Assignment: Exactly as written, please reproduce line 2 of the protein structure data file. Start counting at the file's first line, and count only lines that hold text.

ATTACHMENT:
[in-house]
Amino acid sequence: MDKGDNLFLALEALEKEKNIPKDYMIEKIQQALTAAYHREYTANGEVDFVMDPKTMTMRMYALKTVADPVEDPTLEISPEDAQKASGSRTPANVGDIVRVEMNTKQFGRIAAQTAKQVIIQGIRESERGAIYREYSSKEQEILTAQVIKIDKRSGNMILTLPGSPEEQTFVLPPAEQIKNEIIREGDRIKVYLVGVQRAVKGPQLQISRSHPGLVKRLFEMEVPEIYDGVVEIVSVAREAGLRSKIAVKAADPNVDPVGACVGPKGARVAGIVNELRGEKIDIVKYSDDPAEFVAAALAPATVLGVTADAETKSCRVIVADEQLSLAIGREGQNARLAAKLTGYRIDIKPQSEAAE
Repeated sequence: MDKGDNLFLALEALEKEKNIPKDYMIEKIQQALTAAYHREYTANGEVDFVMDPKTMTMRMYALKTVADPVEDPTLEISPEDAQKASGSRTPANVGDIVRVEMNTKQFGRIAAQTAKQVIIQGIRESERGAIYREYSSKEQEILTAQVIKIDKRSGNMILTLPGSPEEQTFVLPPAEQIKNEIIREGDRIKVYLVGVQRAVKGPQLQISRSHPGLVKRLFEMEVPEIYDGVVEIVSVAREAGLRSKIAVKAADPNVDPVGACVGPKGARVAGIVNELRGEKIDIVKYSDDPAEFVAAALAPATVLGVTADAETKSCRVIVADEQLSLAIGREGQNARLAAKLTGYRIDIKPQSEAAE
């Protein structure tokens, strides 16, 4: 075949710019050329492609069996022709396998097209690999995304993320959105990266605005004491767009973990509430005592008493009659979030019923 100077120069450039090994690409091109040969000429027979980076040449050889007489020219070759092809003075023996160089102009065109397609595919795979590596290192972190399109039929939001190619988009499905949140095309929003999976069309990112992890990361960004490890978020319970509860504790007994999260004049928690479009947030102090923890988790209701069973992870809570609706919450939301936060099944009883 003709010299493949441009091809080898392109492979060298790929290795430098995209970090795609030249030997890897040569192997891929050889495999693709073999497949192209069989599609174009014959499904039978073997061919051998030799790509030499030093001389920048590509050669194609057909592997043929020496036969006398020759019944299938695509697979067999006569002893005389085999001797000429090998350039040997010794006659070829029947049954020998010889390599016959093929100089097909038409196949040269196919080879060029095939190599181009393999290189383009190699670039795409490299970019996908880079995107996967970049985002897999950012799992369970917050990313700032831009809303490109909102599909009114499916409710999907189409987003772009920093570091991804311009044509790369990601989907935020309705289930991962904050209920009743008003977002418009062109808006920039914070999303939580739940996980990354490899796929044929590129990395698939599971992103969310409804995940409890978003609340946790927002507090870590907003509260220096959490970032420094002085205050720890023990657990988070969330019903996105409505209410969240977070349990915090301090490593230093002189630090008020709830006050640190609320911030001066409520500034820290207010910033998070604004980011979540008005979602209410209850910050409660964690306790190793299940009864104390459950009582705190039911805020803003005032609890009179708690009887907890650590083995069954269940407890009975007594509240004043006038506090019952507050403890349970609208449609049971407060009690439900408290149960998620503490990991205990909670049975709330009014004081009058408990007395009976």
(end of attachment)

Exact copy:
Amino acid sequence: MDKGDNLFLALEALEKEKNIPKDYMIEKIQQALTAAYHREYTANGEVDFVMDPKTMTMRMYALKTVADPVEDPTLEISPEDAQKASGSRTPANVGDIVRVEMNTKQFGRIAAQTAKQVIIQGIRESERGAIYREYSSKEQEILTAQVIKIDKRSGNMILTLPGSPEEQTFVLPPAEQIKNEIIREGDRIKVYLVGVQRAVKGPQLQISRSHPGLVKRLFEMEVPEIYDGVVEIVSVAREAGLRSKIAVKAADPNVDPVGACVGPKGARVAGIVNELRGEKIDIVKYSDDPAEFVAAALAPATVLGVTADAETKSCRVIVADEQLSLAIGREGQNARLAAKLTGYRIDIKPQSEAAE